Sunday lunch in Italy means family, friends and lots of extraordinary food. We made ours in California as we put the final touches on our Pascarosa Insider's Food and Wine Tours for October 2017.
Posts from the ‘Italy’ Category
This isn’t the first time I’ve had a l-o-n-g dry spell between posts, so I won’t offer any excuses (disabled computer, lack of good Wi-Fi, sudden finger paralysis . . . anything else?). No, it seems my utter failure to organize my thoughts isn’t particularly dramatic, but it is something of a metaphor for our lives lately. Let me elaborate. Read more
If you follow nuovastoria, you already know that there has been a long, dry spell between posts. There isn’t a compelling reason that kept me away from the keyboard like, for example, sudden paralysis or irreversible computer failure. But there have been big changes afoot—changes that started small and became too big to ignore. Making sense of them has taken some time. Read more
Maybe you’ve been following the Italian and Spanish olive harvest news this year. If so, it won’t come as a surprise that 2014 will be remembered as one of the worst years in history for premium olive oil. For a variety of reasons, olive oil production is down by as much as 40% overall in Italy this year. And for premium extra virgin and organic olive oils, the situation is even worse. Read more
After the eating endurance event known as a southern Italian holiday season, we’re tightening our belts. Or at least we’re making an effort in hopes of tightening them. Pasta al forno, that decadent layered masterpiece of the Christmas table here, has been banished from ours. Likewise the zampone, a pig’s trotter stuffed with, yes, more pork, is off the list. And the pettole? Those deep-fried puffs of yeasty dough immersed in vanilla-scented sugar are now just a guilt-tinged memory. But if you think we’re resigned to insipid plates of sad, boiled vegetables, you are dead wrong. We’ve embraced a world of flavor with the bounty of Puglia’s winter vegetable, fruit, grain, nut, seed and legume harvest. And Puglia’s seafood and farm players still figure in the equation, playing a supporting role to great effect. Read more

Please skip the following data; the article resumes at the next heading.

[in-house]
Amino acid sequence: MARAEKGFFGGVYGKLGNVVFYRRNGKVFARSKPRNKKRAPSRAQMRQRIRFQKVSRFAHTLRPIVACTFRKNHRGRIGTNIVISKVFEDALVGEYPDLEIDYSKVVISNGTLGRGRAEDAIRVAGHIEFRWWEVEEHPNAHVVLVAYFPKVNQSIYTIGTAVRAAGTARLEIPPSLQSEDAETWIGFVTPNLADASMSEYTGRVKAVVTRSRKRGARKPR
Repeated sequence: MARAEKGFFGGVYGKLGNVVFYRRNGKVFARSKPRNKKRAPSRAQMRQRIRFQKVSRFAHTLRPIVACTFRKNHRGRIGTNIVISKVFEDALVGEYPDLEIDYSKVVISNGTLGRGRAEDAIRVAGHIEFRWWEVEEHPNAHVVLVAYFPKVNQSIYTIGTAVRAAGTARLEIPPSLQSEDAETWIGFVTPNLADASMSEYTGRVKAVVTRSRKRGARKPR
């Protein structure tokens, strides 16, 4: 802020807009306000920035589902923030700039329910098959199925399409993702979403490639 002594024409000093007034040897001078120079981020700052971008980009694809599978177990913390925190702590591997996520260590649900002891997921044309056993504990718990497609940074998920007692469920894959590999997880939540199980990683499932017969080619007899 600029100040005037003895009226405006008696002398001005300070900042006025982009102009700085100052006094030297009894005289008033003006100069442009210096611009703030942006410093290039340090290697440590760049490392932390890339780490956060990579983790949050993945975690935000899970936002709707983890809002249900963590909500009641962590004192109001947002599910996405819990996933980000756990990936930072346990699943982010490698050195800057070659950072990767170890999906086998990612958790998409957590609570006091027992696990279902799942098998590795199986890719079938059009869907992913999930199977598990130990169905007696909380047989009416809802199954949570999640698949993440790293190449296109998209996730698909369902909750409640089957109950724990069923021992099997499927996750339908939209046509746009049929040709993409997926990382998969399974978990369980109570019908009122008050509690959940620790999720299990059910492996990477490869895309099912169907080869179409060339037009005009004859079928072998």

Like just about everything else in Puglia, the holiday season arrives in exactly the same way it always has. From l’Immacolata (December 8th) to the vigilia (the night before Christmas) to Christmas Day itself, the growing excitement is palpable. Christmas markets in town squares are erected seemingly overnight, municipalities organize fanciful light displays and shops are open—gasp!—on Sundays to facilitate holiday gift buying. But unlike the U.S., the holiday spirit doesn’t flag on December 26th. In Italy, there is Santo Stefano (December 26th), San Silvestro (New Year’s Eve) and l’Epifania (the Epiphany, or more colloquially, la Befana) on January 6th still to celebrate. It’s an embarrassment of riches, particularly at the table. Read more
I know, I know . . . it’s been a really long time since you’ve heard from me. I don’t have a great excuse, except to say that late summer and fall have brought an embarrassment of riches this year in the form of visitors to our little corner of the Italian peninsula. We’ve hosted old friends and new friends over these past several months, touring from the tip of the heel of Italy’s boot to the sassi (cave) homes of the rocky Basilicata plains to the blue Adriatic seaside. Touring takes time and energy, not to mention the endless details to confirm, transportation to coordinate and follow-up post-travel that seems to consume every spare moment. It’s not for the faint-hearted. Yet somewhere along the way, we’ve fallen in love with Puglia all over again. Read more